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Superbugs can kill us all if we're not careful

  near Christmas tree: MISCELLANEOUS

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You may not see it on the surface, but there is a gun race going on at your local pharmacy. Every day antibiotics are distributed to countless sick people around the world. They are our best weapon against many types of bacteria and have worked well for us for a long time. This is starting to change.

Life finds a way and bacteria are no different. We have developed medicines to kill them in ourselves, our animals and even in the food we eat, but it was only a matter of time before such microorganisms found their way around them. Today, antibiotic-resistant bacteria are now life-threatening, and a new report from the Centers for Disease Control and Prevention reveals that four new people are killed by these new "super-gods" every hour in the United States alone.

The report does not spell words, and the language used by the CDC is appropriately intimidating. The agency says there is no need to fight around the bush and talk as if antibiotics will fail in the future. They have already failed and modern medicine fails to catch up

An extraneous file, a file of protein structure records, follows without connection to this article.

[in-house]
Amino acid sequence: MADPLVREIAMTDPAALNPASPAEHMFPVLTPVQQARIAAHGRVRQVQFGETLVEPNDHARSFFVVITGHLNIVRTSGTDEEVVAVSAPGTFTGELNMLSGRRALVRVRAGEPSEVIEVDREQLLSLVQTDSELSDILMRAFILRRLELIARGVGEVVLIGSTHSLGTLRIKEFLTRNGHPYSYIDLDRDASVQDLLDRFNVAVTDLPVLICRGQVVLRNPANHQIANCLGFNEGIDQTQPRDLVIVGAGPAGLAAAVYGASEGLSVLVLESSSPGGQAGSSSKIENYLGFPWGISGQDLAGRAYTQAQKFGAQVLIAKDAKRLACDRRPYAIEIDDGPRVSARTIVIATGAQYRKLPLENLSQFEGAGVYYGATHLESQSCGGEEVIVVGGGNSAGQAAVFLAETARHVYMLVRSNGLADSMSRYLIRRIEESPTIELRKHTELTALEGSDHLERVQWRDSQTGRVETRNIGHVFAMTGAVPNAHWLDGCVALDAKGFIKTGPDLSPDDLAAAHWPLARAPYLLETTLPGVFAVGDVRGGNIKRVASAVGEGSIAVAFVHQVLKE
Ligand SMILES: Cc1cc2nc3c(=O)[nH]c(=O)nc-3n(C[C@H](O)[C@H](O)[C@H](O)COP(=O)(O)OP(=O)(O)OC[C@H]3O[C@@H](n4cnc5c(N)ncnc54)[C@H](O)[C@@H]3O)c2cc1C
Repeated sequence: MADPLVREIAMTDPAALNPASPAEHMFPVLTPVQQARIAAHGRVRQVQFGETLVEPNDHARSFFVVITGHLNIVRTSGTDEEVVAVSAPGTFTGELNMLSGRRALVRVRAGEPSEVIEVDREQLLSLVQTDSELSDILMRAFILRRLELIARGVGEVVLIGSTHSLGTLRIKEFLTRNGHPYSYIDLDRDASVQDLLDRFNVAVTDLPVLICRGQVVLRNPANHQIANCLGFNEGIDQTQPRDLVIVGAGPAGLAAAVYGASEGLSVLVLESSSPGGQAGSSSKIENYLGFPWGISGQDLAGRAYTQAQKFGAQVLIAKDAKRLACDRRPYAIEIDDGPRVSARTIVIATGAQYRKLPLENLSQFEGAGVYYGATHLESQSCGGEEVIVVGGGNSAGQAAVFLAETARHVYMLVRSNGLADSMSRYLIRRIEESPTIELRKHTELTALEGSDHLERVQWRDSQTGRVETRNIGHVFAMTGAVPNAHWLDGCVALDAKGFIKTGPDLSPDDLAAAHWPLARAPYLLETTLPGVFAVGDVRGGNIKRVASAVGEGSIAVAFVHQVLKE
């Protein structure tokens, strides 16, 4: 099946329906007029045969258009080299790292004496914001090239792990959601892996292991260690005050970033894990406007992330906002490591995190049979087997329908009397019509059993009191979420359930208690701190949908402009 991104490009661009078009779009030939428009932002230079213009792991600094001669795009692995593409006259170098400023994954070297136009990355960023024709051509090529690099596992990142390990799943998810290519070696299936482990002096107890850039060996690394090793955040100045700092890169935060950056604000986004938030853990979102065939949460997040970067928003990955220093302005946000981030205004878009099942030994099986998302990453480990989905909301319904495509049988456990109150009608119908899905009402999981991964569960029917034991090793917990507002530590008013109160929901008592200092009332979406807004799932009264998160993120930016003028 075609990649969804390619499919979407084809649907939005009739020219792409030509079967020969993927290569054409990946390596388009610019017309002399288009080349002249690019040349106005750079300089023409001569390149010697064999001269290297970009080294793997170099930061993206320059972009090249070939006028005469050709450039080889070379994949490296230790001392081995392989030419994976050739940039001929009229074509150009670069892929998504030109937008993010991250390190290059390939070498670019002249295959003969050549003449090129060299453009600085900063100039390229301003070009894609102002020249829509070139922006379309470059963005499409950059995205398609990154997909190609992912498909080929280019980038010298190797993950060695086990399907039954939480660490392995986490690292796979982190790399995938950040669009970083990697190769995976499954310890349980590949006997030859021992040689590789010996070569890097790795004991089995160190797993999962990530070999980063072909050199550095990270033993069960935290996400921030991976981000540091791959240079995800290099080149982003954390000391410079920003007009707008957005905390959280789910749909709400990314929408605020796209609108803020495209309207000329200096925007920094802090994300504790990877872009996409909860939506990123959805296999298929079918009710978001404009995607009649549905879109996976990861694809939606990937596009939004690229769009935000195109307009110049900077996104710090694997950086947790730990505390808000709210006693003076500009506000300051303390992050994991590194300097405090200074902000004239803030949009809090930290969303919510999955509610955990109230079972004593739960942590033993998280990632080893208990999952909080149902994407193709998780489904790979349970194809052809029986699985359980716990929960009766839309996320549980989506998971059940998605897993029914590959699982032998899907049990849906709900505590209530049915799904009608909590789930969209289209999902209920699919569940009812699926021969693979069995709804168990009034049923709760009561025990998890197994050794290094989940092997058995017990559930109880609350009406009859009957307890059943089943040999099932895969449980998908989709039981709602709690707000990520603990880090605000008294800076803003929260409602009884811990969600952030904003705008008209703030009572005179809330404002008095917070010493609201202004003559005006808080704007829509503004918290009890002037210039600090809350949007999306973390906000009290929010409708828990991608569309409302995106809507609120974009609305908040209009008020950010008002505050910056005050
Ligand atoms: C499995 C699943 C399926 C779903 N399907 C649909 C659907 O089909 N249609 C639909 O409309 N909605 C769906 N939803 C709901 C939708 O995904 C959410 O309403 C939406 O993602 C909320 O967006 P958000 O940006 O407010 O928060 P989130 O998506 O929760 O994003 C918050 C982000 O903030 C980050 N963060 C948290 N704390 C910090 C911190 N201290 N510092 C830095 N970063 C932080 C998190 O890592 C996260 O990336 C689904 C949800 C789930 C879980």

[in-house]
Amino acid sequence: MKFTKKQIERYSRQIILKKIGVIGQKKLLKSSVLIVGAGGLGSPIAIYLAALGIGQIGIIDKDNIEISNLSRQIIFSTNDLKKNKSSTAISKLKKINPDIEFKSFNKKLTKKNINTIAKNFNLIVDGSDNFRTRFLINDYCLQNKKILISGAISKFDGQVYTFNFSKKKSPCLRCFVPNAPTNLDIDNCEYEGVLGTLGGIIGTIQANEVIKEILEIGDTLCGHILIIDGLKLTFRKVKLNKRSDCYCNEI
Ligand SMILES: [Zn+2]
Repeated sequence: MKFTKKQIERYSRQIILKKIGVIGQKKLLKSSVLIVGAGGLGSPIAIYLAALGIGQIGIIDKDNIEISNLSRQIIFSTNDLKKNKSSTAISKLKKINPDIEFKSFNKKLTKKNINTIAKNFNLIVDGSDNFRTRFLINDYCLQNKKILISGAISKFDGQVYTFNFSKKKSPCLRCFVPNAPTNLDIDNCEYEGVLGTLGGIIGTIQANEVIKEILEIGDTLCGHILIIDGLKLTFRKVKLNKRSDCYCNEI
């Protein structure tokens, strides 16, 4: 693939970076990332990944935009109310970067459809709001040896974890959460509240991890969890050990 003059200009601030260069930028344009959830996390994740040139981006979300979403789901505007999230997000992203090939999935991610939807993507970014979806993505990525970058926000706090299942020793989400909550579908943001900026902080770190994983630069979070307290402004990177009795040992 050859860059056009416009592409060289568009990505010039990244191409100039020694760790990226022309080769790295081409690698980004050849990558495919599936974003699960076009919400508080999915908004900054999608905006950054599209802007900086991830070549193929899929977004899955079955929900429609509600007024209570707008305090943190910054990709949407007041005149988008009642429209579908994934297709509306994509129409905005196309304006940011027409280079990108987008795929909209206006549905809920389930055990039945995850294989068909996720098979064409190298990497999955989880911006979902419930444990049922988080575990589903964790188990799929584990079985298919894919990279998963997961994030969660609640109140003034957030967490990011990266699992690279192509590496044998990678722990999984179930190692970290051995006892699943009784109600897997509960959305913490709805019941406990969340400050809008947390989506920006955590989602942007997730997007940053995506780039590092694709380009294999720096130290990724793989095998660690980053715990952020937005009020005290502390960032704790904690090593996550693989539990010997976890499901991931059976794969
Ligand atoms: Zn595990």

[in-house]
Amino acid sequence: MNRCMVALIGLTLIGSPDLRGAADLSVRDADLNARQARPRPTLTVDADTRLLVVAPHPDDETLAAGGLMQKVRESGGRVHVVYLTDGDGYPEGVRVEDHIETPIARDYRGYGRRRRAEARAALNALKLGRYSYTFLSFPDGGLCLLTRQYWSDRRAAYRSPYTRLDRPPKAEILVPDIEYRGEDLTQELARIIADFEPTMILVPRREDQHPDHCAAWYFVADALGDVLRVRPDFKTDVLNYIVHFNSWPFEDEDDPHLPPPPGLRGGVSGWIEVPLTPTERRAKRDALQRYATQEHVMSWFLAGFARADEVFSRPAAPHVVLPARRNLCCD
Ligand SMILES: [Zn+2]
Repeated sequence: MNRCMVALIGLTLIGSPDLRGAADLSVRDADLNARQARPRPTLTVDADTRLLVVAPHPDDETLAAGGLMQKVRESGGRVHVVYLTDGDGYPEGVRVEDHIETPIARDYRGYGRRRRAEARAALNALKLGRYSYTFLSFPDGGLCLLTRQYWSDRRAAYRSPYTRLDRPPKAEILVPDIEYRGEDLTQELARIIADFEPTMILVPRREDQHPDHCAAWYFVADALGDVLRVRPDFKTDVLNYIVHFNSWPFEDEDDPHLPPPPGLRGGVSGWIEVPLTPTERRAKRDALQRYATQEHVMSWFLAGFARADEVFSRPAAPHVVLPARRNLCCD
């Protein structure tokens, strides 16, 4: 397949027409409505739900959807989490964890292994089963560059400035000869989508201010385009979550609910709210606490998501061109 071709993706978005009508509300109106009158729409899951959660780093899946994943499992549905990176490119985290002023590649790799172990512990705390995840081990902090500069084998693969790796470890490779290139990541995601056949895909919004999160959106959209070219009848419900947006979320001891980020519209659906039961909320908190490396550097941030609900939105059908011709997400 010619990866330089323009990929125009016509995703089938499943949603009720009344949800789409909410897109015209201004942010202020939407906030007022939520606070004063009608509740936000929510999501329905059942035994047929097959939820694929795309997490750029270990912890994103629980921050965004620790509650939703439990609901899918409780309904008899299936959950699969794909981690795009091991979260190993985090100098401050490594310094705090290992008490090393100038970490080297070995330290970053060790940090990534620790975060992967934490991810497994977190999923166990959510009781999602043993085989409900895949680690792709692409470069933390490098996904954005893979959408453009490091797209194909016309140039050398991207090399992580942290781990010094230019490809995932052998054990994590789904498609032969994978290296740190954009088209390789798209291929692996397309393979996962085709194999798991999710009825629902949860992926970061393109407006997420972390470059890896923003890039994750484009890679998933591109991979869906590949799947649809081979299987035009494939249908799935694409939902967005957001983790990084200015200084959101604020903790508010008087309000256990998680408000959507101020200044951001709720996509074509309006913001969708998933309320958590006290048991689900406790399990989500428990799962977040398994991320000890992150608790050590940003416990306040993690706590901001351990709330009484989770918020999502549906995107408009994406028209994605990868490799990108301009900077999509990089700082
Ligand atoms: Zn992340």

The group cites 1

8 pathogens, which it considers to be the greatest threat, breaking them down into groups based on the threat they may pose. The report includes five types of infection that are considered to be the most pressing, with 11 other pathogens considered "serious threats".

Perhaps worst of all, antibiotic resistance is our fault. The deliberate spread of antibiotics for even the mildest of infections – and the widespread use of such drugs in agriculture – has given these microorganisms an abundance of bitcoins to develop on. When a pathogen mutates immunity to any antibiotic, this new glitch can cause damage.

Scientists are always working on new antibiotics to beat infections that they have grown to beat current medicines, but developing these new options is often slow and incredibly expensive. On top of that, the widespread use of new treatments will inevitably lead to bacterial and fungal mutations to defeat them, too.

As for what we can all help, the CDC emphasizes the positive effects of vaccines that can lead. beyond infections before they occur, which means there is no need to use antibiotics after the fact.

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